There was/is a “guardian of the galaxy” in that sense. And he is/was Jesus Christ now exalted to God’s right hand. The stupendous powers and contingent forces packed into such invisible entities as the atom, for example, were hemmed in and controlled by principles of Natural Law, so arranged as to be in many cases mathematically measured and thus congenial to human investigations.

In fact, the cosmos is so packed with powers and dynamic forces in its contingent state that some of the milestone advances in science proceed accidentally: Newton’s apple and Watt’s steam engine, the discovery of penicillin and the Big Bang. This view ultimately gave scientists the confidence to proceed with their inquiries based, a confidence based on the rationality and sense of purpose inherent in matter, recalcitrant as it sometimes might be. This was a view often disregarded by the speculative Greeks and overlooked too long by the Christian church.

“The Eager Expectation”

It is indeed a fabulously beautiful and complex universe, even allowing for the cosmic dangers that exist “out there” from marauding asteroids to death rays beyond what science fiction can conceive. In short, it is a cosmos needing to be brought even more fully under the benevolent over-lordship of the Children of God. God endowed the cosmos with a contingent freedom so that unexpected things such as bird migration patterns and forests regenerating after fires and individual choices could take place. But also allows for virgin births, resurrections and God becoming flesh. We can only speculate on what our future assignment will be in the coming refurbishing of the Universe but Paul hints that we will judge angels and that “the creation waits in eager expectation for the children of God to be revealed.”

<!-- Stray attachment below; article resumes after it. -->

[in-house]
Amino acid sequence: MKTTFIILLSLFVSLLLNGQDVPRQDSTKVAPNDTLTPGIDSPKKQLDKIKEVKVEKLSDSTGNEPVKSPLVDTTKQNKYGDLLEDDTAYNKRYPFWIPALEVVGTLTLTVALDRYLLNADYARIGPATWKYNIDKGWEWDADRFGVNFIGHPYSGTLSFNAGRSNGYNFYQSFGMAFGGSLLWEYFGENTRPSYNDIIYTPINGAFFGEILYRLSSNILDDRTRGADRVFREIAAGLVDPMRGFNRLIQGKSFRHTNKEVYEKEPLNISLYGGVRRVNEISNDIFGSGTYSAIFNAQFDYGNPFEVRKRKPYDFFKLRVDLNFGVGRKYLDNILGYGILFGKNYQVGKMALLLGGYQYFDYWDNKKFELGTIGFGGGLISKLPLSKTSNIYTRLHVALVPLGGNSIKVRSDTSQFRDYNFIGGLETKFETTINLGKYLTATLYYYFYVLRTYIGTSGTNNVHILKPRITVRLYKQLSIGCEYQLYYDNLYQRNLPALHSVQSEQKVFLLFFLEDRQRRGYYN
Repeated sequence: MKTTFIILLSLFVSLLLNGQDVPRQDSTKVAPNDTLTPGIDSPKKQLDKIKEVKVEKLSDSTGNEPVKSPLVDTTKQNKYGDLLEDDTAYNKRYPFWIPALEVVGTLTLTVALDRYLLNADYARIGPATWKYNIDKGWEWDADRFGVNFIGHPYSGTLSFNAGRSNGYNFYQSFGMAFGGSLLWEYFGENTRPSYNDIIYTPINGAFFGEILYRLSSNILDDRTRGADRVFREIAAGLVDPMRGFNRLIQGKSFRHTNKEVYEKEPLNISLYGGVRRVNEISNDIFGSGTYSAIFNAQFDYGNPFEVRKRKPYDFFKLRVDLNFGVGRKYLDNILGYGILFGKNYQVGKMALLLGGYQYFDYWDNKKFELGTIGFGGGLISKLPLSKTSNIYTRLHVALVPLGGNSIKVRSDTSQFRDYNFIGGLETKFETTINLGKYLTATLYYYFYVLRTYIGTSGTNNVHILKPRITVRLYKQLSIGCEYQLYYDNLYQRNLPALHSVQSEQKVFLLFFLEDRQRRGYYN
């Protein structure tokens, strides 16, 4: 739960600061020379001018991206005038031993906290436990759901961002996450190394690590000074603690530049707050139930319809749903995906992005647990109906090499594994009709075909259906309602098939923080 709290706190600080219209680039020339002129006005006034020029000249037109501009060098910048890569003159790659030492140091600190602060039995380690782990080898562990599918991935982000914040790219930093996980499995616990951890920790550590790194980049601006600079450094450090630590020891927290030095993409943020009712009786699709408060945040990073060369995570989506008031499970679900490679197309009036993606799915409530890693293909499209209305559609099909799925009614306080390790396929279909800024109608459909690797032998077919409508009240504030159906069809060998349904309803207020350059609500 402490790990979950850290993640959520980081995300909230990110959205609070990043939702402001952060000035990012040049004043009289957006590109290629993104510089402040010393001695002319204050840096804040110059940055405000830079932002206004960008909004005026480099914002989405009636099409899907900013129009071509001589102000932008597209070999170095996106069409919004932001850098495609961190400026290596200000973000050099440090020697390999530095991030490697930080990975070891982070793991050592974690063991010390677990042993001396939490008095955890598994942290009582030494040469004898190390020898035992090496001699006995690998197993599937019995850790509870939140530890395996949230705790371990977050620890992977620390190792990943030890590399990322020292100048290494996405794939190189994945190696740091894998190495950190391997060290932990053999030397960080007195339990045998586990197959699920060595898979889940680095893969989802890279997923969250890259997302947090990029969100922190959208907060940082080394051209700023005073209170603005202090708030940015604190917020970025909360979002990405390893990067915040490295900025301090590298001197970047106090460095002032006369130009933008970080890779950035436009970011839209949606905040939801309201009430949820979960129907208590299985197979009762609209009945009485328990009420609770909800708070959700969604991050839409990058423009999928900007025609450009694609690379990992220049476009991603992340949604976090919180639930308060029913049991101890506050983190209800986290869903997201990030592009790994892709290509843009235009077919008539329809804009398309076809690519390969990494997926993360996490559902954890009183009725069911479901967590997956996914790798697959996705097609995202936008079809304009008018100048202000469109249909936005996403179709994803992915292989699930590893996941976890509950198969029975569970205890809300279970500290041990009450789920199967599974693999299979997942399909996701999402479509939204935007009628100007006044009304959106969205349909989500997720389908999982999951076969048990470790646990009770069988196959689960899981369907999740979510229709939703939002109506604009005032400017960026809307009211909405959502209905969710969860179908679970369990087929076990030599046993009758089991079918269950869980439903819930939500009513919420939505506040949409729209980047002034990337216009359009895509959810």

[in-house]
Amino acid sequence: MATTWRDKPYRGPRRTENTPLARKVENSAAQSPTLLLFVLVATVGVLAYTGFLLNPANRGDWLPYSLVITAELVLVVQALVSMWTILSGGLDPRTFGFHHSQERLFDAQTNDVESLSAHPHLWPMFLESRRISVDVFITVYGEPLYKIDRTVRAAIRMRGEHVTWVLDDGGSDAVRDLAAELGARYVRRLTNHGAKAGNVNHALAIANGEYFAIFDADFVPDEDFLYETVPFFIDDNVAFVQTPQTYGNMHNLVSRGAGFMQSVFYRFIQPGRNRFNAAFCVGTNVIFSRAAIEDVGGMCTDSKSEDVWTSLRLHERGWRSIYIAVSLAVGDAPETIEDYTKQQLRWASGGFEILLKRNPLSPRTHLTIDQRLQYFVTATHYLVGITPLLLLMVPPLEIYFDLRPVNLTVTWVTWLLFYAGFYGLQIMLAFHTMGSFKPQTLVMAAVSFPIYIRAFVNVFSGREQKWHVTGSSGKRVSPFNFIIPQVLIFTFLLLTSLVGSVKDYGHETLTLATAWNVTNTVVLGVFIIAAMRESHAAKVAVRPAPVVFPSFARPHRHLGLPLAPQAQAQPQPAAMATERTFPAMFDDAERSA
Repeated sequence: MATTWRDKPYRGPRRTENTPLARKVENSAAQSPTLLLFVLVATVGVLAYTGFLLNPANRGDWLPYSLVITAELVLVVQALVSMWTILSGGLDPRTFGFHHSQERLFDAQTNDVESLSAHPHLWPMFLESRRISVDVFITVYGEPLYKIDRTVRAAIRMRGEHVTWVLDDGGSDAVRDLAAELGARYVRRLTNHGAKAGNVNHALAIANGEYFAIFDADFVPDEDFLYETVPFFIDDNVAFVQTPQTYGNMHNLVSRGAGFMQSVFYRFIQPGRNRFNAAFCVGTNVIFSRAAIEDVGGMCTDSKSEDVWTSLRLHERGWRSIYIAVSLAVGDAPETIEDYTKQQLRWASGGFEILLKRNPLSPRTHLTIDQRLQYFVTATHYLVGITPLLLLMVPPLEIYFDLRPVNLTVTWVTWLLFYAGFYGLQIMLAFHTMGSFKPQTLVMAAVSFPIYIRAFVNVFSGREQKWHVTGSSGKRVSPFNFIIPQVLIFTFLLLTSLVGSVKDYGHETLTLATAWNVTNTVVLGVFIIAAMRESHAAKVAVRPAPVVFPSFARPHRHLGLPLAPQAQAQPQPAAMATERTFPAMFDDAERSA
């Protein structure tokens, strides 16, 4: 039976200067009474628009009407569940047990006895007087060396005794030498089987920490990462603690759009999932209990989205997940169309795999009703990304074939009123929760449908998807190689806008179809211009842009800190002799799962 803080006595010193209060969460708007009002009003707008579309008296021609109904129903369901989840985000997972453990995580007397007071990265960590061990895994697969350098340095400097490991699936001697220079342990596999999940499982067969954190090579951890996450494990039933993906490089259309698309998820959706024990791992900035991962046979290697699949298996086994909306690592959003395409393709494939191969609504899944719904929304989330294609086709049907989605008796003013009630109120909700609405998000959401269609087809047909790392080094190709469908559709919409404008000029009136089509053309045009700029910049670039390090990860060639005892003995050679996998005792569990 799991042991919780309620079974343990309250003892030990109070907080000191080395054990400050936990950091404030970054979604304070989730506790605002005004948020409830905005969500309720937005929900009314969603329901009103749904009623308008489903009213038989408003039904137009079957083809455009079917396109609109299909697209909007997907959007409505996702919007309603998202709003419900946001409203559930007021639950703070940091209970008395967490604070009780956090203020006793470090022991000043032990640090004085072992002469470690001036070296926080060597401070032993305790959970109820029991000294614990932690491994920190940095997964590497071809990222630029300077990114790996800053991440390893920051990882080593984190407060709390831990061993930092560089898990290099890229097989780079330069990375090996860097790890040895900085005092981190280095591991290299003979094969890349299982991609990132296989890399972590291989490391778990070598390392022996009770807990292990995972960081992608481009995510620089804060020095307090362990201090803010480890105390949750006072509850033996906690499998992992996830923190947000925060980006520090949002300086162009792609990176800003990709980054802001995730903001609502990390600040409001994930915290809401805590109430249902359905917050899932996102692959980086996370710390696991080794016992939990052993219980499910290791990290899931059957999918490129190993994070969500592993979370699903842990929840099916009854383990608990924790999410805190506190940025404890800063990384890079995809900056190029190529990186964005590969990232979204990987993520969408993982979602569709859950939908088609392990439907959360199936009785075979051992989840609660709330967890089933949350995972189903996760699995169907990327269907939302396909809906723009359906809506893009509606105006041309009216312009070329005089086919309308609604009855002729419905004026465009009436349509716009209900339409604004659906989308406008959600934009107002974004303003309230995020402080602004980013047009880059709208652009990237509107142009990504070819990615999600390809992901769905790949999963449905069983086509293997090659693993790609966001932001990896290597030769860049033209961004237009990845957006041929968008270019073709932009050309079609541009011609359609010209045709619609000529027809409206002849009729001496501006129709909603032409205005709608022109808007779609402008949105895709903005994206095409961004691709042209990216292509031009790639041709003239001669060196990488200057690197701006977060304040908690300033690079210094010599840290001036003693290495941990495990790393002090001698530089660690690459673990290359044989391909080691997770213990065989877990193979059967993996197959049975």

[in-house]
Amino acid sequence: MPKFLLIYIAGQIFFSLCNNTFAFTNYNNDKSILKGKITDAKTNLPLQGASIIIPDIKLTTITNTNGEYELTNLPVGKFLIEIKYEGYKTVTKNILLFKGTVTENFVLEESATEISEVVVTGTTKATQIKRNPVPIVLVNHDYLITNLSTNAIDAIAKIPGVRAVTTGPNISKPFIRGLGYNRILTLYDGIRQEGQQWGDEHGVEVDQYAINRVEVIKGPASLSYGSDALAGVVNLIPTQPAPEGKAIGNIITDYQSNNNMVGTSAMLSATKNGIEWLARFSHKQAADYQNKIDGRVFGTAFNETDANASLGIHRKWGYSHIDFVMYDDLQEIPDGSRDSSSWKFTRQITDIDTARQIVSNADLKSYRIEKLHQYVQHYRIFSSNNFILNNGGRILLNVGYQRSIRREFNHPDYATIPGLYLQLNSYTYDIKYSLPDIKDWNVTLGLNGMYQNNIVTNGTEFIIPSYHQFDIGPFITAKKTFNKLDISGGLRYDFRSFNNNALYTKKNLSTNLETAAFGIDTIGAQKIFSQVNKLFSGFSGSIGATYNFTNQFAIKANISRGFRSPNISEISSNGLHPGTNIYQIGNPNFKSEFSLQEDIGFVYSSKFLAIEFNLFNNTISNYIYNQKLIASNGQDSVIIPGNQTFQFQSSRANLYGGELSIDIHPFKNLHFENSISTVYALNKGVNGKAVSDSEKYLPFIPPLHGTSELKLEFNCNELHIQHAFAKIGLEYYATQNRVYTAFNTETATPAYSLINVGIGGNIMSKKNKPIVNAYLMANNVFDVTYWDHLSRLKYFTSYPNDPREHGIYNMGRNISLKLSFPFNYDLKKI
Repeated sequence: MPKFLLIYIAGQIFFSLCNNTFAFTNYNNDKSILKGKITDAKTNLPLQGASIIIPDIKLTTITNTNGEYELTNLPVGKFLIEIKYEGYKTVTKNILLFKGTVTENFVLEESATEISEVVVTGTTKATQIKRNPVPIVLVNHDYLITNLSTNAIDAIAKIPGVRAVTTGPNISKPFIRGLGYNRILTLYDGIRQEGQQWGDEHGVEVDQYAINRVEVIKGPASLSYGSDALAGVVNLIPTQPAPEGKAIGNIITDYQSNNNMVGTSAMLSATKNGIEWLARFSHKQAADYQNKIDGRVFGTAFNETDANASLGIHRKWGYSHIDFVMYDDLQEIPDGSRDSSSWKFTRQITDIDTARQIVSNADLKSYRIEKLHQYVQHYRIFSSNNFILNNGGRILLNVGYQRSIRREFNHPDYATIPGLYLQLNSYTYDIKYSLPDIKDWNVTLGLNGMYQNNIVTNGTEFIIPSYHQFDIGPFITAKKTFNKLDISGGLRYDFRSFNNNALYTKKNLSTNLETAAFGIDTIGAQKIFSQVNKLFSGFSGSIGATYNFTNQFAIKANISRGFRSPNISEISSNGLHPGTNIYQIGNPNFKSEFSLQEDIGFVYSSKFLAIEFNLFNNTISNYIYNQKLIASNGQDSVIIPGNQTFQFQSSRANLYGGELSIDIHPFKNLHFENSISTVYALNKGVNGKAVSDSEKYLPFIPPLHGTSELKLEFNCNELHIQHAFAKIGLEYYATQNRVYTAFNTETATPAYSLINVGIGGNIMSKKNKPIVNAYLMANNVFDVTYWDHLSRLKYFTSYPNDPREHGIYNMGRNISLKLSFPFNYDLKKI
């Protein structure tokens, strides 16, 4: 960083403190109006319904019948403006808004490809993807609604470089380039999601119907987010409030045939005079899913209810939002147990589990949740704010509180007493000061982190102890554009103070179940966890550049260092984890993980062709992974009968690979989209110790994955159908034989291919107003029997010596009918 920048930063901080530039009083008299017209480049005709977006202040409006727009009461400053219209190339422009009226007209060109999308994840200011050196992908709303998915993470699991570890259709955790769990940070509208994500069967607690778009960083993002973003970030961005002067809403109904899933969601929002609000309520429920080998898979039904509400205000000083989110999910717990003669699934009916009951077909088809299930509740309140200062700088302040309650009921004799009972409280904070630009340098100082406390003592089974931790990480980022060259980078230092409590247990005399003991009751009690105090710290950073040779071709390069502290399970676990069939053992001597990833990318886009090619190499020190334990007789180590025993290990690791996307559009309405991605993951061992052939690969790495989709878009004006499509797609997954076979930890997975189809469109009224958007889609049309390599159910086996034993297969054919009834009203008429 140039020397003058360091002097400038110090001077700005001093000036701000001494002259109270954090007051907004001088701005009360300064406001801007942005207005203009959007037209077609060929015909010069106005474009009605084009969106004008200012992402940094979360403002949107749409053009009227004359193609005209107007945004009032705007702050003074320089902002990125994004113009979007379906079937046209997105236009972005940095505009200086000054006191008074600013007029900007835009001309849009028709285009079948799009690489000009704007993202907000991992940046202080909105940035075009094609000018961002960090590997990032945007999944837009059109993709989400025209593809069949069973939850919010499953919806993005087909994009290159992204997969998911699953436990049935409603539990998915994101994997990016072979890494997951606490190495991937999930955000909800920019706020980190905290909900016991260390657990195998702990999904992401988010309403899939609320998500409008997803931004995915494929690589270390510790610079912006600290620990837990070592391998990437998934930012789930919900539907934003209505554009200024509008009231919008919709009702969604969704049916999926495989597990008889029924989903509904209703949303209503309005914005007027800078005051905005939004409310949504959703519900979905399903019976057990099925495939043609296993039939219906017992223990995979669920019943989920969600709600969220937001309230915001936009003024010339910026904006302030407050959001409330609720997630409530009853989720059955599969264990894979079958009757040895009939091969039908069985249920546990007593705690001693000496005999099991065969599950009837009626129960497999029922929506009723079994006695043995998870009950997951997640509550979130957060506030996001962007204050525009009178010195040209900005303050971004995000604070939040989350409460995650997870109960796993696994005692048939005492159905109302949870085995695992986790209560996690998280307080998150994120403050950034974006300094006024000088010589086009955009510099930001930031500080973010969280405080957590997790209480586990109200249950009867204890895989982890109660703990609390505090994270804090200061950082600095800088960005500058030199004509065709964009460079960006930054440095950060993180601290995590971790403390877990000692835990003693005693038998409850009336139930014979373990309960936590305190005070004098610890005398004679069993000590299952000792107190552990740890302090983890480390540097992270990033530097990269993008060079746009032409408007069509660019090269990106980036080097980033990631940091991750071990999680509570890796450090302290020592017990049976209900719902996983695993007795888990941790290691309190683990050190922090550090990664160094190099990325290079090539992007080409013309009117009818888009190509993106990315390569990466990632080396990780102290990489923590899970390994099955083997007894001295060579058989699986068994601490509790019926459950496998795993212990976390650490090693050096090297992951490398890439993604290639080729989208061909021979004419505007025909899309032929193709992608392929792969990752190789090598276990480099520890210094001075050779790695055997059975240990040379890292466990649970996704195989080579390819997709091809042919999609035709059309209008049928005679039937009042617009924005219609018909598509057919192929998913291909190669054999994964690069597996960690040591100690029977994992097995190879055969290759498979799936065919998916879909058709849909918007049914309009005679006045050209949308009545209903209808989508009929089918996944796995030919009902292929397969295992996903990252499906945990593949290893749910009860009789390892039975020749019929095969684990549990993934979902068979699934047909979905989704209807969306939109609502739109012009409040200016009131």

The Cosmos, said translator J.B. Phillips, is “standing on tiptoe” to see what God and his family will make of it all. This is part of the awe-striking destiny ahead for all who respond to that Gospel message, the chance to participate in making the creation sing together as it once did in the springtime of its origins (Job 38:4-7).

With God’s help, we will be there to see it.